2. Byetta. If you can't control your eating, Byetta may help a lot. One out of three people respond well to it, and when they do, they find that they can easily cut way back on their food and that their blood sugar improves greatly. I know two people who have lost over 100 lbs each on Byetta and several who have lost 30-50 lbs. All have seen better blood sugars. Best of all, if you don't do well on Byetta, all you have to do is stop taking it and any problems it has caused will reverse.

3. Insulin. If your blood sugars can't be controlled by cutting carbs, surgery probably won't fix it, because if your beta cells are dead, messing with your digestive tract won't do much. According to Dr. Ren, who is cited in the blog post linked above, about 17% of those who undergo gastric surgery for diabetes experience no improvement. And of course, that number excludes those who die of the surgery whose diabetes became tragically irrelevant. Insulin, prescribed by a doctor whose staff is willing to work with you to set the dose correctly, will normalize your blood sugar, especially if you cut way down on your carb intake so that the insulin doesn't have as much work to do.

None of thse is a "cure" but neither, according to the blood sugar statistics released by the most enthusiastic proponents of WLS, is the surgery.



Scott S said...

It is morally reprehensible for any medical organization to recommend such radical surgery to patients at the BMI levels you note (although some morbidly obese patients can benefit), and to make such a crass recommendation in the absence of peer-reviewed studies is even worse. I also question the ADA's motives here; they are not fulfilling any of the organization's core objectives by endorsing such strategy. My only guess is that dollars might be involved-somewhere!sli

Bob Fenton said...

Whoa, everyone is going ga-ga over the artificial pancreas and many bloggers are giving it their full attention. It is still way off in the future and is getting a full measure of hype.

And when something as serious as this is and going on now takes place - only one blogger steps forward to alert the rest of us. Something is wrong with our sense of values here.

It appears that some bloggers are only interested in feel good issues and are willing to promote hype (on issues greater than five years in the future - if not a lot longer) instead of doing some investigative work and reporting on serious issues that could harm many more people.


Susanne said...

I have personally known three people who have had WLS (2 of which were only moderately obese and not severely). All have had repeated corrective surgeries afterwards, all of them suffer from digestion and absorbtion problems, all are in poor health now, years after the original surgery. All of them regret having the surgery.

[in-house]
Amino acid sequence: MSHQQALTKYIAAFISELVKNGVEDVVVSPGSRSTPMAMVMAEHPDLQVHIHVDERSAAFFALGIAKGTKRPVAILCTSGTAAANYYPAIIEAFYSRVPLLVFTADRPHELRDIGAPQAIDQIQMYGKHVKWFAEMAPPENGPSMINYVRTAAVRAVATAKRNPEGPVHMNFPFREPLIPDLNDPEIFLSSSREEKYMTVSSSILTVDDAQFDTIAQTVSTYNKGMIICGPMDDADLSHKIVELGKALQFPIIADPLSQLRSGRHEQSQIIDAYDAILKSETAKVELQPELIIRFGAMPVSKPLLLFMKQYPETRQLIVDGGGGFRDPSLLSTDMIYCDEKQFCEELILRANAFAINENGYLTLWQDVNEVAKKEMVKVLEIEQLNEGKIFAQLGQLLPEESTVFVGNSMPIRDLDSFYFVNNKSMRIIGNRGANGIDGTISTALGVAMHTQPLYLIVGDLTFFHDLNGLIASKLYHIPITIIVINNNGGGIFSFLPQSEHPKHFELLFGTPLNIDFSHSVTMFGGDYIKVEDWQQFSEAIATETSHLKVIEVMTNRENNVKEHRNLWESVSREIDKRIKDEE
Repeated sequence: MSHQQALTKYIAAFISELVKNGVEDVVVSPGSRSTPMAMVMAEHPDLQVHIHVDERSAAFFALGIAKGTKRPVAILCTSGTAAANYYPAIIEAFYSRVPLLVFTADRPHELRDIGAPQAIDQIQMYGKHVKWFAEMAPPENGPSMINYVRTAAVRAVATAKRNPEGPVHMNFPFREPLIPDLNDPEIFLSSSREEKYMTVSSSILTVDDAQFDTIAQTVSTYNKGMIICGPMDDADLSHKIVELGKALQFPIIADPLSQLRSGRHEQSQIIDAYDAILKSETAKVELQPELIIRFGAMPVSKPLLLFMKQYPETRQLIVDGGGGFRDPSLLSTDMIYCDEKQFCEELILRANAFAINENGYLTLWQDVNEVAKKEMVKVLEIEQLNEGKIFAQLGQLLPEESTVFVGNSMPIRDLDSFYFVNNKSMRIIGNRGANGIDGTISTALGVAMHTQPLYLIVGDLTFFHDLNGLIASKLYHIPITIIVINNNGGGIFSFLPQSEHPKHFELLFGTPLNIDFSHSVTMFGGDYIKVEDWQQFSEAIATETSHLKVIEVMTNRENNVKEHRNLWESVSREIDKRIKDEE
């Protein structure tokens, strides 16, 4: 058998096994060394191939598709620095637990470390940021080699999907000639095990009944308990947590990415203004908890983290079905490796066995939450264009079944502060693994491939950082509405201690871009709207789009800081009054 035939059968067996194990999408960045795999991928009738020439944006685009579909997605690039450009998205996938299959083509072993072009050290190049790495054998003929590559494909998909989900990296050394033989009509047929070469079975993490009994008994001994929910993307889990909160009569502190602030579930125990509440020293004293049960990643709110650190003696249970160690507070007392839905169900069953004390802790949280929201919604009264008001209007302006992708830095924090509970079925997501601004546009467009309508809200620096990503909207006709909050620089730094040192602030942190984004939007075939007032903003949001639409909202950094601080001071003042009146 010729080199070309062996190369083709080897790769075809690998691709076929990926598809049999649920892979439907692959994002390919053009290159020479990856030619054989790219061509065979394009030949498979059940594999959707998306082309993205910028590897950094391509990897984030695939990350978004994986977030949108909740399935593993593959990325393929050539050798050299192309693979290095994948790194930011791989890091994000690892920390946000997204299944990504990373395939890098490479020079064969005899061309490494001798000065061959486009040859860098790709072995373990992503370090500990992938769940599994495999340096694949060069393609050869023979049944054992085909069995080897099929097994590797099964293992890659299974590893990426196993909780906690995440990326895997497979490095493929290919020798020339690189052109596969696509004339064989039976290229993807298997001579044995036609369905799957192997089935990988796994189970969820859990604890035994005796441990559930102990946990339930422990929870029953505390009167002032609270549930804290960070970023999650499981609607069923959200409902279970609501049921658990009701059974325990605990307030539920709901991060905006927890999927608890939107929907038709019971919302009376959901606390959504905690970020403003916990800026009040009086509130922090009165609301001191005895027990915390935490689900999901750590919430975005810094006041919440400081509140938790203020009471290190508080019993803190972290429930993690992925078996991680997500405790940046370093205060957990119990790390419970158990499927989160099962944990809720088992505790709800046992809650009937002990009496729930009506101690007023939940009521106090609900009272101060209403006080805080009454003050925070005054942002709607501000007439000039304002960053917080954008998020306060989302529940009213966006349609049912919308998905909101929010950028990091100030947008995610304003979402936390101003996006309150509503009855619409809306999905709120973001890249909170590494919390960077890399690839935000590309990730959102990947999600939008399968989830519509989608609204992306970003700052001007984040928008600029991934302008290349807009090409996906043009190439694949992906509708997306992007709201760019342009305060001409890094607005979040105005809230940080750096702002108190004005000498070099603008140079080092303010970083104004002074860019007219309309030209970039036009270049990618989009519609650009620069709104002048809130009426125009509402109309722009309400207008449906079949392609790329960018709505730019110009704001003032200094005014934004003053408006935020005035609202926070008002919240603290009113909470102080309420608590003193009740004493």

Sure there are success stories, I'm sure. However, the risk of harm is so great it seems obvious the surgery should be 'saved' for the morbidly obese, and not required as a treatment for diabetes, especially when there are far safer and cheaper alternatives (like Jenny points out).

Boz said...

Neither my gp or endo docs recommend bariatric surgery for anything but life and death situations, like disease or morbid obesity. They both said there is no cure, only a lowering of symptoms. Having now lived with 2 partners that had the surgery, no thanks. In my estimation, it's just better to push away from the buffet than have your innerds rearranged.

Jenny, thanks for throwing some more light on this weird science.

Anna said...

I see ads for WLS all the time in my local San Diego newspaper. The "before" pictures always show someone only moderately obese, never morbidly obese. In recent months I've been driving frequently to the northern Los Angeles region and along the way I've identified "WLS billboard zones" in Orange County and Los Angeles County, always near major medical centers. WLS is clearly big business, but not necessarily good medicine.

Bill Fabrey said...

Excellent blog. The ADA has been acting suspiciously for years. Scott is right. Follow the money trail...

I have known people who had WLS who died from it, not always right away. I've known an equal number who regained the lost weight within three years, plus their digestion is now shot. And I've known nobody who benefited in the long run. That doesn't mean that nobody has ever benefited. I just said that I did not know anyone who has.

Fat gets blamed for everything. I believe in a HAES philosophy--Health at Every Size.

Diabetes is a nasty disease, but it can usually be controlled, even in a person with a high BMI. Weight-loss diets, on the other hand, only works for 5% of those who try it, in the long run.

Bill Fabrey
Council on Size & Weight Discrimination
Mt. Marion, NY, USA